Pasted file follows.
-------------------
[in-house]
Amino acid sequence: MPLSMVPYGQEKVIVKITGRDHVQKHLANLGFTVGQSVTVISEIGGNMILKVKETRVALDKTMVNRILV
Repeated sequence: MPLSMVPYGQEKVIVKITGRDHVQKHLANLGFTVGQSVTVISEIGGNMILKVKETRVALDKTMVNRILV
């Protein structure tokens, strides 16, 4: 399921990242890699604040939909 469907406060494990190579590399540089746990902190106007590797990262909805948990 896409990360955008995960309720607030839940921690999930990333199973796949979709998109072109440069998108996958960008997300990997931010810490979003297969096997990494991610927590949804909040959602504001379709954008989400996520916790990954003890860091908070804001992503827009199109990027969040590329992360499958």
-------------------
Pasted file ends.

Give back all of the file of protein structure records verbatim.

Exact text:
[in-house]
Amino acid sequence: MPLSMVPYGQEKVIVKITGRDHVQKHLANLGFTVGQSVTVISEIGGNMILKVKETRVALDKTMVNRILV
Repeated sequence: MPLSMVPYGQEKVIVKITGRDHVQKHLANLGFTVGQSVTVISEIGGNMILKVKETRVALDKTMVNRILV
């Protein structure tokens, strides 16, 4: 399921990242890699604040939909 469907406060494990190579590399540089746990902190106007590797990262909805948990 896409990360955008995960309720607030839940921690999930990333199973796949979709998109072109440069998108996958960008997300990997931010810490979003297969096997990494991610927590949804909040959602504001379709954008989400996520916790990954003890860091908070804001992503827009199109990027969040590329992360499958």